Consider their value proposition:
- “Want American, Asian, and Italian takeout from three different local restaurants all in the same order? Create your MIX!
- Need to place a single order catering to all different dietary preferences from high-protein, to plant-based and health-conscious, to comfort food? MIX it up!”9
Another firm is competing in this same space. Ocado makes their mission clear on their website:
- “Whatever your schedule, there’s a delivery slot just for you.
- Our mission is to wow customers through an incredible combination of unbeatable range, effortless convenience, and fair value.”10
Next for Life Insurance Distribution and the Last Mile
As recorded above, Last Mile decisions are based on these objectives:
- Minimizing Cost
- Ensuring Transparency
- Increasing Efficiency, and,
- Improving Infrastructure
For as long as I have been in financial services, life insurance carrier distribution systems have included these parties:
- Retail Agents/Brokers
- Brokerage General Agents
- Aggregation Groups
Over the years I have witnessed carriers reducing their own costs by relegating more and more responsibility to the distribution system. The carriers quit doing things that are necessary and simply cast them off on their distributor partners. Examples:
- Printed Marketing Materials, Forms Inventories
- Agent Training and Contracting
- Live Customer Service Representatives
- Orphan Policy Service
- In Force Policy Illustrations
- Paramed Scheduling
Savings to the carrier only resulted in increased cost to the distributors.
Point: Digital solutions should reduce costs for carriers and their distribution partners.
The philosophy of business transparency requires the sharing of information freely in an effort to benefit the organization and its people, suppliers, distributors, customers, and the public. Transparency happens by implementing good processes and formalizing feedback.
Point: All parties need to understand and agree that the outcomes are worth the effort.
Efficiency is defined as “the ability to achieve an end goal with little to no waste, effort, or energy. Being efficient means you can achieve your results by using the resources you have in the best way possible.”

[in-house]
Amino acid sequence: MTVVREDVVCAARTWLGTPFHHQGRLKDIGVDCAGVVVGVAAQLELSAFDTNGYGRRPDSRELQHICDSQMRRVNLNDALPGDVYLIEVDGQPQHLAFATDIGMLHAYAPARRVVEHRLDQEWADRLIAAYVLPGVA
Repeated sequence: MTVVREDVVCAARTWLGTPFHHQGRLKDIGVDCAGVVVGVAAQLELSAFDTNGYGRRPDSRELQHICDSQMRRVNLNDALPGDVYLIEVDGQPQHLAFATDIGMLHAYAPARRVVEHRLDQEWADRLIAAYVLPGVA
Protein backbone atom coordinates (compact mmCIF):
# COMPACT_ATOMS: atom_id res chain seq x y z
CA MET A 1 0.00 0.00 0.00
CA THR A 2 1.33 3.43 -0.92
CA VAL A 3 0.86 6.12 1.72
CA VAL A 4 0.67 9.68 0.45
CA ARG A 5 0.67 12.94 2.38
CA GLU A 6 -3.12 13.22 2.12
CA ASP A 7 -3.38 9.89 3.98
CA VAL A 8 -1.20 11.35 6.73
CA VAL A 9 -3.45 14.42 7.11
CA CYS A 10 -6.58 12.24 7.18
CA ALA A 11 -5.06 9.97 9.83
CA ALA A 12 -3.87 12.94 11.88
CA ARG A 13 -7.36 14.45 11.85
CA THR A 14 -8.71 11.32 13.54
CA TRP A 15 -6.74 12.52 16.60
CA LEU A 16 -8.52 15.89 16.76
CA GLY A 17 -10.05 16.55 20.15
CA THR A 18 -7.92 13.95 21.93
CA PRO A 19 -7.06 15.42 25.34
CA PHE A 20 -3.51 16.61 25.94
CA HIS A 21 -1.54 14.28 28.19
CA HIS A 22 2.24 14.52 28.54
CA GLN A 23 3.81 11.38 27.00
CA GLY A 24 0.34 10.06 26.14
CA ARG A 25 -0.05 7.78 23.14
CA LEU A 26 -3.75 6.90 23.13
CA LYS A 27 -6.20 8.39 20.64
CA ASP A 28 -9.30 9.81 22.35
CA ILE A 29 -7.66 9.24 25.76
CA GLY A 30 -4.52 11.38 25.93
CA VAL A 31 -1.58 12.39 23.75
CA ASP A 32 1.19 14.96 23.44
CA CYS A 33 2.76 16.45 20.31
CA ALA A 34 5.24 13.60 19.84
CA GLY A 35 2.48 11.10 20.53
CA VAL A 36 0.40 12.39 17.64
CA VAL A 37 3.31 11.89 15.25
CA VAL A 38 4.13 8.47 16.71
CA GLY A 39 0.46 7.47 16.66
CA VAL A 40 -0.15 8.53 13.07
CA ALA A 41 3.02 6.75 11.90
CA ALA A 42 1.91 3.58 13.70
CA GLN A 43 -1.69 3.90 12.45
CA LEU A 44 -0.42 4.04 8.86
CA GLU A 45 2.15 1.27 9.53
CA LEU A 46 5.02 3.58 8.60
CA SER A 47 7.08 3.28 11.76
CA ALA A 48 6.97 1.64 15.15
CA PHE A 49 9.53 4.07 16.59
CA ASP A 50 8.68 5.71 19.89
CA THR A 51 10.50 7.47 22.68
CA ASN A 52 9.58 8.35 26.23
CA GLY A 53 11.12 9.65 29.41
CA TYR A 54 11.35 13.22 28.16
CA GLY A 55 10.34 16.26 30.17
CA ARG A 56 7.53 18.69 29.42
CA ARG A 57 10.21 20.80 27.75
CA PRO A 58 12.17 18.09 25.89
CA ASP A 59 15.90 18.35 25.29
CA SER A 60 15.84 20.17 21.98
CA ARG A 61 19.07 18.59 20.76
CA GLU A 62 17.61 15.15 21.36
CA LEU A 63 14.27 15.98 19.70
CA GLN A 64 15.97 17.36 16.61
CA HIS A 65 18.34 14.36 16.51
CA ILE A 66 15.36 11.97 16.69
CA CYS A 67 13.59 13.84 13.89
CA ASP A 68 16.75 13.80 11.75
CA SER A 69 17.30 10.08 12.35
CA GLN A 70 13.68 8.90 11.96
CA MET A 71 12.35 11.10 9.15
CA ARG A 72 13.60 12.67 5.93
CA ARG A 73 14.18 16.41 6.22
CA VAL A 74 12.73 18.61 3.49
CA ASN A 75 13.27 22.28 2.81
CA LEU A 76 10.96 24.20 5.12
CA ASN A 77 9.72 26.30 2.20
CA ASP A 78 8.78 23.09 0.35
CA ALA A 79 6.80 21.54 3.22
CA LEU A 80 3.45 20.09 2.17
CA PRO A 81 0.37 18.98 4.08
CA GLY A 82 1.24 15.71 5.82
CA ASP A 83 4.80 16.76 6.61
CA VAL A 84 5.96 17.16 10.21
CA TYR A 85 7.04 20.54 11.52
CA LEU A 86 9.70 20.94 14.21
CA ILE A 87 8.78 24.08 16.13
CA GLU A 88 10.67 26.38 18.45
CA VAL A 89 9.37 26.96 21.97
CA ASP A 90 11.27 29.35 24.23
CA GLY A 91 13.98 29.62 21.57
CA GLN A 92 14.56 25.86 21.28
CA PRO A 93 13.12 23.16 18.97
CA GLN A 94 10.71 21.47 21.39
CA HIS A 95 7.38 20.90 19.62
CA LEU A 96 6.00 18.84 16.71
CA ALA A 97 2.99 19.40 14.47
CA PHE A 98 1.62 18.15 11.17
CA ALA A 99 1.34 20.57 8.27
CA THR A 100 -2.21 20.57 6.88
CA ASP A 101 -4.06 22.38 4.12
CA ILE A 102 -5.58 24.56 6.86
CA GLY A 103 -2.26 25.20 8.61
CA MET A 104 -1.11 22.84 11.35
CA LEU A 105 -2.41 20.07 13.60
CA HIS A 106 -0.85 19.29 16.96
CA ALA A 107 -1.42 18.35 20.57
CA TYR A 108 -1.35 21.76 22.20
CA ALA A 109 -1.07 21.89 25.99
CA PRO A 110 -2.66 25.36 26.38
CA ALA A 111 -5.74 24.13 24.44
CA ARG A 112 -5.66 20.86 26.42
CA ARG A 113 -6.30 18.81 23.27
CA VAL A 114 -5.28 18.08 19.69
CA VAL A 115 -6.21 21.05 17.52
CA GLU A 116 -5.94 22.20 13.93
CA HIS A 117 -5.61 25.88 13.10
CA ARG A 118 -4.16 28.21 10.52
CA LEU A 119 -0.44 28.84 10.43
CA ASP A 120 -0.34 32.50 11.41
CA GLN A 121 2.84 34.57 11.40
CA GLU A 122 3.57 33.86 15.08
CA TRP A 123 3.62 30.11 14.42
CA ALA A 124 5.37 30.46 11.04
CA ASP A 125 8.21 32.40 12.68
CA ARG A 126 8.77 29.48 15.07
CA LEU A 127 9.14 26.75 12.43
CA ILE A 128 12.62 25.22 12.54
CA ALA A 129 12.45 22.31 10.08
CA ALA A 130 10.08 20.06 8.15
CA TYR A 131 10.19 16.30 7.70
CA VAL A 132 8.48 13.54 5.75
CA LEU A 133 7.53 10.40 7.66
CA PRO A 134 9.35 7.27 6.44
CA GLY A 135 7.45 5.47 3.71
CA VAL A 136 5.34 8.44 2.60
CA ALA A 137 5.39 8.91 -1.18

Efficiency is not achieved by simply eliminating steps in the process that yield unrecognized or undercelebrated benefits. Distribution partners know the activities they do that enhance relationships with customers, increase the likelihood of future sales, and lead to referrals and good will.
Point: Carriers would do well to listen and seek to understand these benefits.
One of the tension points between carriers and distribution partners is marketing, lead-generation, and prospecting. In the P&C world, carriers opted to go direct to consumers with national ad campaigns. Sure, the name recognition helped some distributors make additional sales, but they ended up in competition with their own carriers.
Point: Economies of scale can and should benefit all parties.
Last Mile Pivot Point
Underlying the entire debate about costs, speed to market, customer satisfaction, paths to increased sales, and product positioning is a simple question that is endlessly debated: “Is life insurance bought or sold?”
This debate points like a laser to the question of whether or not people want to buy life insurance from a person or if they are self-motivated enough to drive their own purchase decisions through web sites and digital or robot advisors.
My Personal Experience with The Last Mile
From the beginning of my career in life insurance, I have counted it the highest privilege to present life insurance solutions to families and businesses, to assist them in applying for coverage, and to deliver the actual policies they acquired. There is something magical about our products. They are the means by which love extends beyond the grave. I had the joy of seeing families cared for when the unexpected happens. It was inspiring to see business owners and families adopt the disciplines of saving and preparing for illness, disability, long term care, retirement, and death. It was in all these interactions, these Last Mile activities, that I found my greatest fulfillment.
The life insurance industry is in a marathon in adapting to the digital realities and has far to go in a short period of time.
I do not pretend to have the answers. I no longer have the responsibility to work actively on alternative means of delivering our products more effectively and satisfactorily to our end users.
In the life insurance industry, everything is headed in the direction of greater consolidation. Mergers are sensible when the objective is lower costs through scale and achieving greater efficiency by eliminating redundancy. Consolidation generally does little to improve end-user value, or to enhance the general public’s embrace of the industry.
At one time our industry was entirely built on relationships.
Final Point: In our efforts to gain efficiencies and cost-savings in the Last Mile, perhaps we can remember the importance of relationships.
Maybe we can create “Light Stores” and “Angel Centers.” As we “climb each hill, some easy, some hard,” maybe we can create an incredible combination of variety, safety, value, and effortless convenience for people needing our products.
Here is what I do know. I agree with Solomon Huebner: “There is nothing more uncertain than life, and nothing more certain than life insurance.”
- “The ‘Dark’ Stores In Retail’s Future: Prepare To Be Ghosted,” by Bryan Pearson, https://www.forbes.com/sites/bryanpearson/2022/02/03/the-dark-stores-in-retails-future-prepare-to-be-ghosted/?sh=74c4fac13c4a.